For all the talk lately about cloud computing, one thing is certain: insurers are faced with more options than ever when it comes deciding the best option to transmit or house data. And it’s clear that the number and variety of cloud infrastructure, platform, and application services available are as numerous as the business problems they are deployed to solve. However, not all carriers are completely ready to lock in to a cloud-based service model in which core systems’ computing resources are shared and maintained on the Internet.
Such was the topic of discussion by two insurers of very different sizes who participated with me in this week’s INN editorial webinar, “Goodbye Data Centers: Why Insurers Love the Cloud.” The comments made by Ursuline Foley, Corporate Platform Officer & Interim Chief Data Officer, XL Group (XL Catlin) and Jon Ritchie, SVP, Corporate & Business Development, American Integrity Insurance Group, seemed to jive with a recent report issued in May by research and consulting firm Novarica, which presented results of a survey of insurer CIO members of the Novarica Insurance Technology Research Council, conducted in Q1 of 2016.
Of Novarica’s 75 participants in the study, 10 were large (over $1B in premium) 44 were midsize (under $1B in premium) P/C carriers; 14 were large life/annuity carriers, and 7 were midsize life/annuity. Of the 75 participants, only 23 had actually implemented core SaaS solutions. With more than $4B in GWP, XL Catlin (the product of a merger earlier in 2015) embraces cloud technology, but in measured form. “We understand cloud’s value, and its place within our organization,” Foley told the audience. “We use it in our corporate space, for example, in facility management and HR, but we are not yet at a point where we want to trust it to areas such as our general ledger.” Improving business processes, cost efficiencies and speed of response were some of the drivers impacting the carrier’s decision.
American Integrity, a regional company that appeared in the Florida market shortly after larger carriers began to move out of state as a response to cat-related risk, choose to deploy its core systems in a hybrid SaaS environment.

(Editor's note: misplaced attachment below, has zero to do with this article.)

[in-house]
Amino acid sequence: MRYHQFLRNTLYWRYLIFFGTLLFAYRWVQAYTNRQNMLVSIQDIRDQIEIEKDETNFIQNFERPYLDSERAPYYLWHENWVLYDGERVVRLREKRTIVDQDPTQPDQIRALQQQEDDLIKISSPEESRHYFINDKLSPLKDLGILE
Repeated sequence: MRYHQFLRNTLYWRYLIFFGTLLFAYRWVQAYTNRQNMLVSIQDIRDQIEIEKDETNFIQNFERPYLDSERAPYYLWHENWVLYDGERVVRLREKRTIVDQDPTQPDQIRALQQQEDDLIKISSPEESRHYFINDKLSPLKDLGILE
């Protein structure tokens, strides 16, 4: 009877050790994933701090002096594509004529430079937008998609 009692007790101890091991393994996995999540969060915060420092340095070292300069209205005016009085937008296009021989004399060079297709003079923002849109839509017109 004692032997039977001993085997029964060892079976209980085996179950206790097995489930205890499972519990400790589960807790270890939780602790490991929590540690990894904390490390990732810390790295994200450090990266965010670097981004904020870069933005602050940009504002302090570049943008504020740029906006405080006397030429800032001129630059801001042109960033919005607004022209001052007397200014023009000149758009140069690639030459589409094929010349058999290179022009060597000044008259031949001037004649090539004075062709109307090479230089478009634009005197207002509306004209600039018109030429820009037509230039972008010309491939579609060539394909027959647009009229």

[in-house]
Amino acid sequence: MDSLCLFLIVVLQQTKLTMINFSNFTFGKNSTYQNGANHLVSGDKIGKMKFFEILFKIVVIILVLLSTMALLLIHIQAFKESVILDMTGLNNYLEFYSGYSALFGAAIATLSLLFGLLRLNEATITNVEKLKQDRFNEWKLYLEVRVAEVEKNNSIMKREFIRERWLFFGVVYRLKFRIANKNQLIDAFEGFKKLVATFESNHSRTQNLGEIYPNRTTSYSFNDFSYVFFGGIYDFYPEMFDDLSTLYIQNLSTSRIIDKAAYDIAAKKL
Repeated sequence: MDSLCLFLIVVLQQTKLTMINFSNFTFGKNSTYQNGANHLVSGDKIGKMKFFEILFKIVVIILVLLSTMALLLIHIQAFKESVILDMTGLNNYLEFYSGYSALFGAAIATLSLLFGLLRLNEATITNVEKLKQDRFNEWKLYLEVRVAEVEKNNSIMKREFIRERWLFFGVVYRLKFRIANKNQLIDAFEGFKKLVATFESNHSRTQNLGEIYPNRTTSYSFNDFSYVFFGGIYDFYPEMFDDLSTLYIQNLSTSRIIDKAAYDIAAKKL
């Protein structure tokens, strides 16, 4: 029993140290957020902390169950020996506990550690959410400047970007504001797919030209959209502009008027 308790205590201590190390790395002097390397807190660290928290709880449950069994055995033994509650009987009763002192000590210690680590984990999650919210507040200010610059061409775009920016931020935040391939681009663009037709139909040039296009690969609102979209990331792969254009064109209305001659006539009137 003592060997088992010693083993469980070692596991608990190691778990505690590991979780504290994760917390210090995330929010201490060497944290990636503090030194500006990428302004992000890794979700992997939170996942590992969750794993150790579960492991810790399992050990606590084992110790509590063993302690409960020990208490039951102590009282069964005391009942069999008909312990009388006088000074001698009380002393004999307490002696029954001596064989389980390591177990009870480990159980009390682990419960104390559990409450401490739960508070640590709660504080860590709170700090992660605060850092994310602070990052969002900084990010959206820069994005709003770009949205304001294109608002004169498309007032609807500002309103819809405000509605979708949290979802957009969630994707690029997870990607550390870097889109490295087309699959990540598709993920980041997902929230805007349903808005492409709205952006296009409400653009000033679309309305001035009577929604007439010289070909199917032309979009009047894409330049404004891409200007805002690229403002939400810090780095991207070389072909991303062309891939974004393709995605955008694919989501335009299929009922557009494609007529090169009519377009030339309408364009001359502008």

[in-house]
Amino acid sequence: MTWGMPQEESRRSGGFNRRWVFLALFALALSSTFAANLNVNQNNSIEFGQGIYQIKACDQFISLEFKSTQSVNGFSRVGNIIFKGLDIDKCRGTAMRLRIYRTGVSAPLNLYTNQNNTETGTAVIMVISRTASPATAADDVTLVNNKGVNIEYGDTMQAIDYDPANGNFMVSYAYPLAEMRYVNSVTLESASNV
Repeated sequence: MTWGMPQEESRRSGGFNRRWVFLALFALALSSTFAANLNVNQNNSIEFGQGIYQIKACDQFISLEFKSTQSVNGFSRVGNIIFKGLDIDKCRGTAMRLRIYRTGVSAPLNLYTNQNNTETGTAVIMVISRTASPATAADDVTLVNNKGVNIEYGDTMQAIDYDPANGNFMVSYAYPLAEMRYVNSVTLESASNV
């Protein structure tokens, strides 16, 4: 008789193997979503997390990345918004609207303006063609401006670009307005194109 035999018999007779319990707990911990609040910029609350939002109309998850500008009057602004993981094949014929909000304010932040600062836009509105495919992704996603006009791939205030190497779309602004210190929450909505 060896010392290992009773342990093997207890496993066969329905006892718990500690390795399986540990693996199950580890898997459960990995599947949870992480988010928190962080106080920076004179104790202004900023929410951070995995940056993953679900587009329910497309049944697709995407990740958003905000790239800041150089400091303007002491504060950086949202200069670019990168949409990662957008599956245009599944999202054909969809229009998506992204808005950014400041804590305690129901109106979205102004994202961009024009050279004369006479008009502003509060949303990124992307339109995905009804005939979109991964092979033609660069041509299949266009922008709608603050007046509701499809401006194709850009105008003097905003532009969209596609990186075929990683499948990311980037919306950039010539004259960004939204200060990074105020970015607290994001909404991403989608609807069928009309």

In response to a question posed by moderator and INN editor-in-chief Nathan Golia on their strategic approach, Ritchie told the audience that his organization started out conducting a buy-build-lease evaluation, “but what we really needed was scalability, stability and security of data transfer, so leasing was our best option.” Although the company viewed improving business processes and speed of response (the carrier needed to upgrade its core systems to in order to add a flood policy to its lineup of products), cost efficiencies were less of an issue, Ritchie said. “We see cost efficiencies in other things, like worrying less about the time to manage upgrades, and having more time to operate as an insurance company and less as an IT shop as a result.”
My view is that regardless of their depth of commitment to the cloud, insurers of all sizes tend to evaluate solving business problems in similar fashion, and they also share many of the same challenges. For example, finding and retaining a certain set of skills required to manage cloud computing, such as higher-level architectural, design and development/operations. Another challenge—and oftentimes a barrier to adoption—related to risk: the threats posed by security breaches, system and application vulnerabilities and data loss, to name a few.
All agreed there is a certain finesse required to manage an insurer’s cloud solution provider, which may or may not offer the level of platform maturity that they say they do. “Due diligence is critical because vendors don’t always share everything,” Foley said. At XL Catlin, an “assemblage” of key stakeholders, including head of privacy, security and compliance are involved in vendor vetting. “It’s up to us to determine their qualifications, best practices, see their certificates, and properly evaluate them.”
Both Foley and Ritchie agreed that deploying systems in the cloud requires Board involvement. “Moving to this environment is a big change in how we operate, so leadership has to be involved from an investment and education point of view,” Ritchie noted.
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